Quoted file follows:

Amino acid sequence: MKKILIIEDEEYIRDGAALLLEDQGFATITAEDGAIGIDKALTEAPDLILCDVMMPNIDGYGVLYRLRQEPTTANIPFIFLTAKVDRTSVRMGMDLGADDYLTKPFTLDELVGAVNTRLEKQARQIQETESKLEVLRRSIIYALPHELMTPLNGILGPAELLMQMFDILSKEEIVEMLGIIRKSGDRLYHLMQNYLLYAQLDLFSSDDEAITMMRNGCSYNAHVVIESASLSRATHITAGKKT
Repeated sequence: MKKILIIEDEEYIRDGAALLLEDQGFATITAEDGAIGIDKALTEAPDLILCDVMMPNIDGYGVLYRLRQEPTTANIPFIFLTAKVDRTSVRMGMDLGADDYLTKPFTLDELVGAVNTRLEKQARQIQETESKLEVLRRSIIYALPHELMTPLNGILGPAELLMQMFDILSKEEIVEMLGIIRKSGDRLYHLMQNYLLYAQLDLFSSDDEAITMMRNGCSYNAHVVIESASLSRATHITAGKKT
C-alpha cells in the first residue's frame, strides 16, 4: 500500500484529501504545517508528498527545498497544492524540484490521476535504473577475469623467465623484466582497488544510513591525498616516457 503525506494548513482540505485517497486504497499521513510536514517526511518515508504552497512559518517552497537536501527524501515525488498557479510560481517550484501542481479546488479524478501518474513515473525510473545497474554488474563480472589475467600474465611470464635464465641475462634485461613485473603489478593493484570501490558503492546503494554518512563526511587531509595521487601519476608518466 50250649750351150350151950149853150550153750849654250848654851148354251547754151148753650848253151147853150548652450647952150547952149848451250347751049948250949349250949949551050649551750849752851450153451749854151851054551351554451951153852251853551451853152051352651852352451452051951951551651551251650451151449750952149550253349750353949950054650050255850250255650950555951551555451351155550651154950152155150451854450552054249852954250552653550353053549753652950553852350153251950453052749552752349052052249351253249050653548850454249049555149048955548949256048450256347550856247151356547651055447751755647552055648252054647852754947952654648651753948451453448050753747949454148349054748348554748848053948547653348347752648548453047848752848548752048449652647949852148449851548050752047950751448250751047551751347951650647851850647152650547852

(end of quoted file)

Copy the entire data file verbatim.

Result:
Amino acid sequence: MKKILIIEDEEYIRDGAALLLEDQGFATITAEDGAIGIDKALTEAPDLILCDVMMPNIDGYGVLYRLRQEPTTANIPFIFLTAKVDRTSVRMGMDLGADDYLTKPFTLDELVGAVNTRLEKQARQIQETESKLEVLRRSIIYALPHELMTPLNGILGPAELLMQMFDILSKEEIVEMLGIIRKSGDRLYHLMQNYLLYAQLDLFSSDDEAITMMRNGCSYNAHVVIESASLSRATHITAGKKT
Repeated sequence: MKKILIIEDEEYIRDGAALLLEDQGFATITAEDGAIGIDKALTEAPDLILCDVMMPNIDGYGVLYRLRQEPTTANIPFIFLTAKVDRTSVRMGMDLGADDYLTKPFTLDELVGAVNTRLEKQARQIQETESKLEVLRRSIIYALPHELMTPLNGILGPAELLMQMFDILSKEEIVEMLGIIRKSGDRLYHLMQNYLLYAQLDLFSSDDEAITMMRNGCSYNAHVVIESASLSRATHITAGKKT
C-alpha cells in the first residue's frame, strides 16, 4: 500500500484529501504545517508528498527545498497544492524540484490521476535504473577475469623467465623484466582497488544510513591525498616516457 503525506494548513482540505485517497486504497499521513510536514517526511518515508504552497512559518517552497537536501527524501515525488498557479510560481517550484501542481479546488479524478501518474513515473525510473545497474554488474563480472589475467600474465611470464635464465641475462634485461613485473603489478593493484570501490558503492546503494554518512563526511587531509595521487601519476608518466 50250649750351150350151950149853150550153750849654250848654851148354251547754151148753650848253151147853150548652450647952150547952149848451250347751049948250949349250949949551050649551750849752851450153451749854151851054551351554451951153852251853551451853152051352651852352451452051951951551651551251650451151449750952149550253349750353949950054650050255850250255650950555951551555451351155550651154950152155150451854450552054249852954250552653550353053549753652950553852350153251950453052749552752349052052249351253249050653548850454249049555149048955548949256048450256347550856247151356547651055447751755647552055648252054647852754947952654648651753948451453448050753747949454148349054748348554748848053948547653348347752648548453047848752848548752048449652647949852148449851548050752047950751448250751047551751347951650647851850647152650547852